The Begums Of Bhopal: A Dynasty Of Women Rulers In Raj India

The Begums Of Bhopal: A Dynasty Of Women Rulers In Raj India

Author : Shaharyar M. Khan

In stock
Rs. 395
Classification History / Reference
Pub Date Reprint edition 2017
Imprint VIVA
Page Extent 276 pages
Binding Paperback
ISBN 9789386385543
In stock
Rs. 395
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about book

'The Begums of Bhopal' is the unique story of a succession of powerful women rulers in a male dominated world, a story woven into the rich tapestry of Indian history. Bhopal was carved out of the deadly chaos that followed the collapse of the Moghul Empire by Dost Mohammad Khan, whose dash, bravery, ruthlessness and desire for good government are reflected- like the romance and good fortune of his story- in the rule of the Begums who followed.
Bhopal became a major princely state in British India and, early in its turbulent history, the role of its women rulers was vital. Mamola Bai (1744-95), a Hindu Rajput, married the Muslim Dost's son, Yar Mohammad Khan. Though never recognized as a Begum, for 50 years she ruled from 'behind the curtain' (purdah) on behalf of Yar's ineffective sons. The accepted rule of the Begums dates from the accession of the formidable Qudsia (1819-37), who seized control on behalf of her 15-month-old daughter Sikandar, warding off competing male claims. She ruled effectively while preparing Sikandar for power and so laid the foundations for Bhopal's golden age.
Sikandar (1844-68) was fearsome in her Amazonian physical power and a typical 19th century modernist and reformer. She presided over administrative, social and educational reform and made Bhopal a heaven for scholarship and culture and a center for building, arts and crafts. Shahjehan (1868-1901) proved a marked contrast to her powerful mother but, although her long reign saw constant opposition from both the British and her Indian subjects to the influence of her unpopular husband, she still left a considerable mark in architecture, music =, poetry and the arts.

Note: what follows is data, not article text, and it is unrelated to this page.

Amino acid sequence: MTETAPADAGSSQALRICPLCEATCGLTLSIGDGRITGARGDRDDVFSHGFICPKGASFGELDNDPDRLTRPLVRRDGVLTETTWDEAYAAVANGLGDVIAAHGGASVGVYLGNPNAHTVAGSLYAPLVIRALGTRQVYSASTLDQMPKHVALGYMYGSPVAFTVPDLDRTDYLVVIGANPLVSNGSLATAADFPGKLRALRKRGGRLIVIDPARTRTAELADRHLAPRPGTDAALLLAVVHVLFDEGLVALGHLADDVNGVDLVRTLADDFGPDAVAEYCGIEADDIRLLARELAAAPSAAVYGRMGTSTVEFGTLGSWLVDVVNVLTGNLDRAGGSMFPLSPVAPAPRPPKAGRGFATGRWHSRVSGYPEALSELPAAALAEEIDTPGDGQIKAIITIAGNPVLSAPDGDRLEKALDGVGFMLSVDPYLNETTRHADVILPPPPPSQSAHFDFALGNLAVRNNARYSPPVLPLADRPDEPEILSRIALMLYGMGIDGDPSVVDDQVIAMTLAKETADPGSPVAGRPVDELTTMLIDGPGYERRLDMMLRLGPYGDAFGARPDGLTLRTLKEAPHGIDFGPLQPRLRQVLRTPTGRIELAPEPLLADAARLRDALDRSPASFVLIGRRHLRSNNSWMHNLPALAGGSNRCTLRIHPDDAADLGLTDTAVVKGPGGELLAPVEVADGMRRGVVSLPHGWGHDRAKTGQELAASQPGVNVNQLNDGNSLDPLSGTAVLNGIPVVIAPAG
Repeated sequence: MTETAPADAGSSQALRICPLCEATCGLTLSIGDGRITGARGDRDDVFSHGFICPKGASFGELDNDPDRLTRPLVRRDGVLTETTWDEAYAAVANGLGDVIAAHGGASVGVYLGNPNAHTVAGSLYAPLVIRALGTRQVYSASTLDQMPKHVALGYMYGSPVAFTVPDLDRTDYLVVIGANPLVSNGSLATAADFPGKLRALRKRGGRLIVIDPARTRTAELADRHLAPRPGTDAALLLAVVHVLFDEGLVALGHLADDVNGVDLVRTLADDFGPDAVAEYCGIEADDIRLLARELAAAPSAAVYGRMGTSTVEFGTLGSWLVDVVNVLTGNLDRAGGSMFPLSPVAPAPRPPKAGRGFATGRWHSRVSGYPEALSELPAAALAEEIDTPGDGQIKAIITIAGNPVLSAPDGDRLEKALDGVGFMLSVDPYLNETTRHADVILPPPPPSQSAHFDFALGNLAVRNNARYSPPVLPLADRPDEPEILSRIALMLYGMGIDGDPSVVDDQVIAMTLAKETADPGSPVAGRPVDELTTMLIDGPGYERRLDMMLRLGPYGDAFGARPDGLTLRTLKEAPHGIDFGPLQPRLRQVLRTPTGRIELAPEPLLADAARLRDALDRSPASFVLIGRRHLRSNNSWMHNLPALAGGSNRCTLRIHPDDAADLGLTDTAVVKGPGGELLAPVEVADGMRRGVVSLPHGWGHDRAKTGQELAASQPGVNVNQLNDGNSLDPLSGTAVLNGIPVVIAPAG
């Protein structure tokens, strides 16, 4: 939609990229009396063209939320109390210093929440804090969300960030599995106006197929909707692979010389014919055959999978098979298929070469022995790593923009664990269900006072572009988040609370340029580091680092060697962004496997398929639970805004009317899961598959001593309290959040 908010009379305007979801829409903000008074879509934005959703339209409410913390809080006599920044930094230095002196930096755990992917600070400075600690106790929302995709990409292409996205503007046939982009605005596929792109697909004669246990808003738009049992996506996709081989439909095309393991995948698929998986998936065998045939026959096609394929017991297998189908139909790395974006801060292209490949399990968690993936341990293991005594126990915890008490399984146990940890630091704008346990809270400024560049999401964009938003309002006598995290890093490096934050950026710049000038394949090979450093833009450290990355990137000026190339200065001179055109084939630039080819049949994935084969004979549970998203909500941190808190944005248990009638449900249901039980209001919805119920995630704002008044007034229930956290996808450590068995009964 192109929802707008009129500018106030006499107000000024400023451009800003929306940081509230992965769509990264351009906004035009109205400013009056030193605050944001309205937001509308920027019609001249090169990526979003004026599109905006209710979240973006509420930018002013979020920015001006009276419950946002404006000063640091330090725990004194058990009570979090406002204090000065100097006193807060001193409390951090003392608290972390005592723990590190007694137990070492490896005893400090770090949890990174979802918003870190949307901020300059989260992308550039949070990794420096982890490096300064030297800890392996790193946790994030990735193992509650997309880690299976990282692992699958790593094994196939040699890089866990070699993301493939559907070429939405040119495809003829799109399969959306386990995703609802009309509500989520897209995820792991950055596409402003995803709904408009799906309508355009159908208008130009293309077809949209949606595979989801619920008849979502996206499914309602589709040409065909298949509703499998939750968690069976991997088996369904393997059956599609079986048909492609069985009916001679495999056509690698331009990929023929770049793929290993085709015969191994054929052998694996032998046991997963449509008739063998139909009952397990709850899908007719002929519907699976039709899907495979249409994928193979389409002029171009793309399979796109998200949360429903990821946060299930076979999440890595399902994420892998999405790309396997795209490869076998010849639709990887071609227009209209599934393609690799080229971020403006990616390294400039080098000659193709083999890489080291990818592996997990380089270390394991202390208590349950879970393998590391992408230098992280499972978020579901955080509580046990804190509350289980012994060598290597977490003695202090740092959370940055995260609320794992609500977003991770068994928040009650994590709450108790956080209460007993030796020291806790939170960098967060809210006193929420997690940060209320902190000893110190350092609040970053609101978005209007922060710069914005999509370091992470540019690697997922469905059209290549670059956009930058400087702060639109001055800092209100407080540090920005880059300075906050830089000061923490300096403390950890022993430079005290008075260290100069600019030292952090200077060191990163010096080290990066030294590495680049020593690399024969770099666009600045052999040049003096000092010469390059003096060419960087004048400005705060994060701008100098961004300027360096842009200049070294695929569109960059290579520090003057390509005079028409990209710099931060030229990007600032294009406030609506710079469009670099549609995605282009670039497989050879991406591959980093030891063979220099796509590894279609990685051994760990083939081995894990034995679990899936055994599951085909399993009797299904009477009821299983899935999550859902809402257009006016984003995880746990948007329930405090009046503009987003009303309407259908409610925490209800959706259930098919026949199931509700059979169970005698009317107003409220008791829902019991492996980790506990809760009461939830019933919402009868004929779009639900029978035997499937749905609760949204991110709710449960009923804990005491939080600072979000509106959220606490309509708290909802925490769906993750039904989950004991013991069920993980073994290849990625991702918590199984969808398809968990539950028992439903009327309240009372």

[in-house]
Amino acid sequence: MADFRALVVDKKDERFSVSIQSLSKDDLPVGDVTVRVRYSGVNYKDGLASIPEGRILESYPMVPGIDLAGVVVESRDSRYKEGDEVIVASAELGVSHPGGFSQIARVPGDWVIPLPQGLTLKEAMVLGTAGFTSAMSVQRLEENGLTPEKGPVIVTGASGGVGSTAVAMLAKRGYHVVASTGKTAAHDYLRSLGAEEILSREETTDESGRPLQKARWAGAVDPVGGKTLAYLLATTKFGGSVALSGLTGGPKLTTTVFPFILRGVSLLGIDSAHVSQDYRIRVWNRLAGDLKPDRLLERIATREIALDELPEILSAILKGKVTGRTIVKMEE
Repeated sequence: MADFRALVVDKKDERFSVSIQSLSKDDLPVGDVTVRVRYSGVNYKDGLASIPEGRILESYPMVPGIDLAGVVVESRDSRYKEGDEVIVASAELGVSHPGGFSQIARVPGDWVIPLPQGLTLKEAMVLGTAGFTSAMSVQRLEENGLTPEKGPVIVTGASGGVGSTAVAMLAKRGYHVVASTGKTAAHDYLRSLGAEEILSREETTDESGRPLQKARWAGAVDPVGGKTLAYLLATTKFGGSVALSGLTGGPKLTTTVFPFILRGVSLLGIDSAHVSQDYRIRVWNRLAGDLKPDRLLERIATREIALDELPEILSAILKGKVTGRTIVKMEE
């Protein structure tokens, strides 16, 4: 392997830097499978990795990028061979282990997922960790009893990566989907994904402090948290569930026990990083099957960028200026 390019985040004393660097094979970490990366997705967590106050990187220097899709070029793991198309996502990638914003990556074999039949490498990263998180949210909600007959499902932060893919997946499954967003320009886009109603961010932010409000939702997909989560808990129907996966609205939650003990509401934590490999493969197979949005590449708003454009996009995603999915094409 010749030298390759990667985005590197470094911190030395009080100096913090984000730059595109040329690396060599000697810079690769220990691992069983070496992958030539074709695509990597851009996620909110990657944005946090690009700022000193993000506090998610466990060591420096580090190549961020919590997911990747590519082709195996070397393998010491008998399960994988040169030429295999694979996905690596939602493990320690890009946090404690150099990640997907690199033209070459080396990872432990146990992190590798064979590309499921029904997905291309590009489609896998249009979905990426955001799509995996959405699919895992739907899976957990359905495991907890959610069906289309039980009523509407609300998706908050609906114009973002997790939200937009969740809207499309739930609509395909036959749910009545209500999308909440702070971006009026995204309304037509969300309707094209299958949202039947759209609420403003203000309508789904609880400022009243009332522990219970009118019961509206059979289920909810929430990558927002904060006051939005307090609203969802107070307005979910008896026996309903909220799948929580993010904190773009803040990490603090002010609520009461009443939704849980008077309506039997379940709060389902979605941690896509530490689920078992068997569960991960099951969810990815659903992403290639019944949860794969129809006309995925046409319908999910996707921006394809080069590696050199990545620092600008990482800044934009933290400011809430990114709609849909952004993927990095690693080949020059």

The last Begum, Sultan Jahan (1901-26) stamped her rule with her own powerful image, despite personal tragedy and long legal wrangling over the succession of her son, Hamidullah, whose reign marked the end of Bhopal's rule by the famous Begums. Sultan Jahan combined Muslim piety with ardent reform and became an international figure as first president of the All India Conference on Education and first chancellor of the Muslim University of Aligarh. She was a tireless worker for women's emancipation and education, publicity abandoning purdah two years before her death.
The Begums of Bhopal offers the first balanced history of the state and, in dealing with the British, also provides a fascinating account of British imperial relations with the princely states.

About author

Shaharyar M. Khan, a direct descendant of Bhopal's ruling family, was born in pre-partition India and education at Cambridge University. He is career diplomat and has been Pakistan's Ambassador to Jordan (1976-82), High Commissioner to the UK (1987-90), Foreign Secretary (1990-94), and UNSG's Special Representative in Rwanda (1994-96); he is currently Pakistan's Ambassador to France. He is the author of 'The Shallow Graves of Rwanda.'